In the last ten minutes I threw away two paper cups, raced to grab a coffee from a local deli, and caught a taxi to travel cross-town. Once I got out of the cab, I threw the plastic cup away in the trash, never to be seen again. Sounds pretty simple, but I must say…we sure live in a convenient society.
Yesterday, while sitting at my favorite New York City breakfast diner, I caught a few sideward glances from other morning visitors peering over their New York Times. They seemed to be looking at the touching photographs of the animals featured in the engaging and socially relevant book I was reading, One at a Time, a Week in an Animal Shelter, by Diane Leigh and Marilee Geyer. This book is a non-fiction photo journal chronicling the fate of animals during one week in an American animal shelter.
Right after I noticed the common intrigue, the waitress came over and took my order. Once she asked what I wanted, I began to impatiently wonder, when would I eat? Like most New Yorkers, I like to eat fast. As I waited, I realized the emotional impact of this book lingered beyond the cathartic experience one has while simply reading a book. It was a lesson on humanity; an astute look at shelters and a society that allows a “system that disposes of animals as if they were trash.” This sentiment was especially noted in a story about a Scottish Fold mix cat named Jack.
After reading Jack’s vignette, my cereal arrived. Before I even took the first bite, I had wondered why, when there were plenty of other animals featured in the book that met tragic ends, this short quip about a cat that was actually adopted from the animal shelter was affecting me so much. Jack was one of the animals in the book lucky enough to be adopted by a loving couple. I think what was interesting about Jack’s story is that the couple, when walking into the shelter, asked for an animal that “deserved their adoption the most.” My response, reflecting that of the authors’ was, “aren’t all the animals in the shelter in need?” For me, Jack’s story illustrates a major defect in today’s society: our dependence on convenience.
So, as I was sitting in the diner, tapping my foot and wondering how eggs could take more than ten minutes, I asked myself: “Did Jack’s adopters simply transcend most of contemporary society? Are they simply better people than we are?” Well, maybe. But maybe they had a better understanding that this injustice we are serving to our pets is really our responsibility. Maybe the question I should be asking is: “How can we expect our animals to conveniently live in a world filled with Instant Messaging, BlackBerrys and Tivo?”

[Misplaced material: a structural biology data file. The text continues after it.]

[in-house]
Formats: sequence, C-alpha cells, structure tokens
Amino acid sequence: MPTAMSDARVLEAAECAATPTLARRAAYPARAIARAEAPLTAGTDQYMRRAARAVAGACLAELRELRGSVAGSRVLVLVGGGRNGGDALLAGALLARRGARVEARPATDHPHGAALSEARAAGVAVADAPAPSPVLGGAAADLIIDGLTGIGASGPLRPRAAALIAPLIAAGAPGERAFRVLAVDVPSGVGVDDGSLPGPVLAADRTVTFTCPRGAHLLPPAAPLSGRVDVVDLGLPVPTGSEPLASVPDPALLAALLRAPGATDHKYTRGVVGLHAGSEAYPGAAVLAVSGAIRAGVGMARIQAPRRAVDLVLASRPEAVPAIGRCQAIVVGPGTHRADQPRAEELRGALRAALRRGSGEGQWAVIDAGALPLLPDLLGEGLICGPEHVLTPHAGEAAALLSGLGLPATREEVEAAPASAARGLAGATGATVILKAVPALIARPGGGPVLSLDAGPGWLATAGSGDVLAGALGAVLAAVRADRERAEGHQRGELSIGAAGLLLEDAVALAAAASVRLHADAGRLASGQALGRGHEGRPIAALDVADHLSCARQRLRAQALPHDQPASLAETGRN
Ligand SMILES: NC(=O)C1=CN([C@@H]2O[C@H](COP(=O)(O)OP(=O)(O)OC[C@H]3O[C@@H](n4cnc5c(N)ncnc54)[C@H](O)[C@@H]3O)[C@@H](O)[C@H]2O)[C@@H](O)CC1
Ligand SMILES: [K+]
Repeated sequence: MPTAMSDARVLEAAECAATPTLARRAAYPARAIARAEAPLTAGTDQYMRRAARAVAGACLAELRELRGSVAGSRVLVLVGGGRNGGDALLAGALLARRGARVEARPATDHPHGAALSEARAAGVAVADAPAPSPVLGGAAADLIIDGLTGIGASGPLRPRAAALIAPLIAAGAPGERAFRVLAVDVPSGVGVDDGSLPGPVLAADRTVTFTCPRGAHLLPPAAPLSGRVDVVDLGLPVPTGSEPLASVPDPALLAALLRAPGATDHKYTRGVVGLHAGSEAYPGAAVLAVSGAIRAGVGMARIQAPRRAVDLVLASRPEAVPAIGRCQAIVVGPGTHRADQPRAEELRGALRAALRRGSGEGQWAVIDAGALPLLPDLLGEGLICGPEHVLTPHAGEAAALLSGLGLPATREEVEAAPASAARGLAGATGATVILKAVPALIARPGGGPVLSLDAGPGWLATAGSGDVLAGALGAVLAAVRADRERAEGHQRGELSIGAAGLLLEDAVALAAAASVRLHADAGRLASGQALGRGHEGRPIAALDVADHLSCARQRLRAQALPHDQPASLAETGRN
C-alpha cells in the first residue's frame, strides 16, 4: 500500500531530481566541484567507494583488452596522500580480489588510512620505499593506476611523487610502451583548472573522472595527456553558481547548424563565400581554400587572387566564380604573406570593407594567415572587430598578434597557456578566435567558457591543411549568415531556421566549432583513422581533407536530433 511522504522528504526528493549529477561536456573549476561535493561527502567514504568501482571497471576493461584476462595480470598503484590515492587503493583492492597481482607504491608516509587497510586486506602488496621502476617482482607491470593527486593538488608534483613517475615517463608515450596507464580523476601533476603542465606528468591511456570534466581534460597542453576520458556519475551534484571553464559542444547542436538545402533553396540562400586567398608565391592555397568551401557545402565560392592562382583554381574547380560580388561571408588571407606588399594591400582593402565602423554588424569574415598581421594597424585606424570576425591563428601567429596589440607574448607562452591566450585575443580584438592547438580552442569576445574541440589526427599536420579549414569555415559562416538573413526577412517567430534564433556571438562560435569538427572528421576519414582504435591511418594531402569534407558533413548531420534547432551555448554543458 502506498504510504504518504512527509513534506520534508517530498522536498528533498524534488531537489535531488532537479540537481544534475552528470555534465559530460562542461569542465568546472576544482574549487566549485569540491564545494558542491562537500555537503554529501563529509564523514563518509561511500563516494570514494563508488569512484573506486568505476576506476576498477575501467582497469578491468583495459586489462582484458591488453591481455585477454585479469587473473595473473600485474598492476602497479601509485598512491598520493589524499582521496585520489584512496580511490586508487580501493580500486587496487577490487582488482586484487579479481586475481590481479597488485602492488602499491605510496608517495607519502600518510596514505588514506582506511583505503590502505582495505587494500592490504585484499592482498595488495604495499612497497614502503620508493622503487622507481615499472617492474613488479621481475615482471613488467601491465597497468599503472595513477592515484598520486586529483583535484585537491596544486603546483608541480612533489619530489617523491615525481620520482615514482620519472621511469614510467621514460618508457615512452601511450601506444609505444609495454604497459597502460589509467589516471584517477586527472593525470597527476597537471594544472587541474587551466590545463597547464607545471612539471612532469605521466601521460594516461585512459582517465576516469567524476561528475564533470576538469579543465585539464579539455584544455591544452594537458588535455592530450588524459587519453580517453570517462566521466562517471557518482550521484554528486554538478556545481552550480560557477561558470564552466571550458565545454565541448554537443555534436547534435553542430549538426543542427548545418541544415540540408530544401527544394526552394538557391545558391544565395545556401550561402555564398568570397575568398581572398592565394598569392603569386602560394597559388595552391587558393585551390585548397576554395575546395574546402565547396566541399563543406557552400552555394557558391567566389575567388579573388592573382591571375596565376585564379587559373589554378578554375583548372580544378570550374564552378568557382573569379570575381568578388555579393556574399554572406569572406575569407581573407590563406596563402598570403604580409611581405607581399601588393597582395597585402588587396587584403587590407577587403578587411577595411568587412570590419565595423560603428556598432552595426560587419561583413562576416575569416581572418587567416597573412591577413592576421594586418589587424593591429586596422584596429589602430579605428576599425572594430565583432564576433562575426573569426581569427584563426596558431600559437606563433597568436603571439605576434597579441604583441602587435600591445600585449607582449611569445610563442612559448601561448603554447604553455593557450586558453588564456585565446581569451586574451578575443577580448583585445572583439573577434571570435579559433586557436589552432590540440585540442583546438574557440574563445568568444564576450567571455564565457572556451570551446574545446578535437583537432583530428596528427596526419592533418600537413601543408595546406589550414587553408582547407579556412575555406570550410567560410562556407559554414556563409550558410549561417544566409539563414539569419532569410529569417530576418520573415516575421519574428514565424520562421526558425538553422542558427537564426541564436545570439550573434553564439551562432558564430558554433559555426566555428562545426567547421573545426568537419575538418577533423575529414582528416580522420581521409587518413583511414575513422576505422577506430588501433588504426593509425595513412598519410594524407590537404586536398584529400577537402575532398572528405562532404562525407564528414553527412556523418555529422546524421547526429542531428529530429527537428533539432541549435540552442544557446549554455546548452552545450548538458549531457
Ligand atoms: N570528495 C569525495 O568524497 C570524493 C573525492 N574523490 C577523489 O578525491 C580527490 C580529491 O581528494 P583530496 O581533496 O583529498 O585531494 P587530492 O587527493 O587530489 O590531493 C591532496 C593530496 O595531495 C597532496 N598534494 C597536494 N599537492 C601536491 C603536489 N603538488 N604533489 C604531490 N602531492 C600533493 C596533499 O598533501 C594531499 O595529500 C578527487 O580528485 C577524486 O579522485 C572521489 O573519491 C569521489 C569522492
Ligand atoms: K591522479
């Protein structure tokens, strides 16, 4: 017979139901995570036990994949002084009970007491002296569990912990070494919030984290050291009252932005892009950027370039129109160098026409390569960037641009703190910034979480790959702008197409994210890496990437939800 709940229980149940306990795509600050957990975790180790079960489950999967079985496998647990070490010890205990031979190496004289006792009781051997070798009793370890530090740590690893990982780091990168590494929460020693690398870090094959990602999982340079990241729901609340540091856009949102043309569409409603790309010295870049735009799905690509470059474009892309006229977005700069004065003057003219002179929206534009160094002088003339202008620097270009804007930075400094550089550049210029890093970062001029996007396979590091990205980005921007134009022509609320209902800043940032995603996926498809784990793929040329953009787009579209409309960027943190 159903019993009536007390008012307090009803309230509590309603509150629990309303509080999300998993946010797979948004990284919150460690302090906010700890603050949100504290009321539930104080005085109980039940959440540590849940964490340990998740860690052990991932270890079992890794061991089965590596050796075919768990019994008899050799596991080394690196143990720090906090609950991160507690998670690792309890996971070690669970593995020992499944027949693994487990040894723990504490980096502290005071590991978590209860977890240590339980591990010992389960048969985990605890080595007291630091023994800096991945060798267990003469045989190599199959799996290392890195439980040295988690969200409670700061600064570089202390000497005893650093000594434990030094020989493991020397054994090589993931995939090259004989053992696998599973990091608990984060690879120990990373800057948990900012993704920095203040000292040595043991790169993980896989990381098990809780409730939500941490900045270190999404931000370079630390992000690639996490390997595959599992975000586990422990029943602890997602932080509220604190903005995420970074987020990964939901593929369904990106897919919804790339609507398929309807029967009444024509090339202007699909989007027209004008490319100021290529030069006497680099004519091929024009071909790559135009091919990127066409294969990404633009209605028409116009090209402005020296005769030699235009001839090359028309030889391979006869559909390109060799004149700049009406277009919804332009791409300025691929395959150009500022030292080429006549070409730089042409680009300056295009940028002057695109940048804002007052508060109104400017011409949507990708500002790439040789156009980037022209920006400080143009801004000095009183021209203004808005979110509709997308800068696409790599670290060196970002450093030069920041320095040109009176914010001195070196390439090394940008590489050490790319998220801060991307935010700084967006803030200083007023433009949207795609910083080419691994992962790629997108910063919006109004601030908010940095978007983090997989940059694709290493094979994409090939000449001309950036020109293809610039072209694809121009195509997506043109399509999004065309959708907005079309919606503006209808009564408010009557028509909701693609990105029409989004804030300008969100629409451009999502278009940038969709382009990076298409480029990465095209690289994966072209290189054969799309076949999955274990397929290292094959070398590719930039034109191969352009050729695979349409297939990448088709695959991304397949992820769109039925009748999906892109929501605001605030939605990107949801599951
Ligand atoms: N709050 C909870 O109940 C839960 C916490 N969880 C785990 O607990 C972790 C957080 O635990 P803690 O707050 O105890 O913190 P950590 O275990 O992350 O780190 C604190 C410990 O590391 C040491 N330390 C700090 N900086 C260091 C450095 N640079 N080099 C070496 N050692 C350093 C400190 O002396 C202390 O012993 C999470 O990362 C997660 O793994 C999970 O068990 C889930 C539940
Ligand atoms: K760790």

We have created a cyclical system. Surrendering our animals if they are unruly, a significant other is allergic, or our landlord won’t allow us to keep them. All of these excuses lead to, too many animals in the shelter, and too many animals with the possibility of losing their lives. The growing problem in the shelters illustrates that a lot of us put our animals into the same category as our day-to-day conveniences. As long as the animal plays by the rules, much like our cell phones or our digital cameras, they can fit into our lives.
Here in Manhattan where there are thousands upon thousands of registered animals, our pets truly live in a human-created urban palace. I am part of the society in which these authors are so aptly begging for a revolution: a revolution of heart. One, that if we change now we can begin to reverse the devastation we have caused in our American animal shelters. As outlined in the book, if we, as a society, understand that the problem of overpopulation, feral cats, and the terrible fate of euthanasia lay in our hands, we can see that yes, change is possible. What I was not prepared to realize was that I too lived this way. It made me loose my appetite.
After I paid for my uneaten eggs, I walked down the summer streets of New York City and sadly asked myself: “How do we begin the self-motivated task of correcting this problem?” The insightful authors, Diane Leigh and Marilee Geyer, make a plea for education. Where do we look for answers? The local animal shelter offers a variety of ways to help animals like Jack avoid the terrible uncertainty of the animal shelter. One way is to securely ID your animals, as well as spay and neuter them as soon as they are of the age to do so. There are so many ways to educate oneself; it may be easy to start with these basics. Your local animal shelter has an array of helpful information…at your convenience.
Companion animals live in our world. Perhaps we should give them the same respect and importance we give our lattes and busy schedules. If this happens, one day no couple will ever walk into an animal shelter and ask which animal is most needy. There will be no need because the answer will hopefully be, “I’m sorry, but the shelter is empty.”
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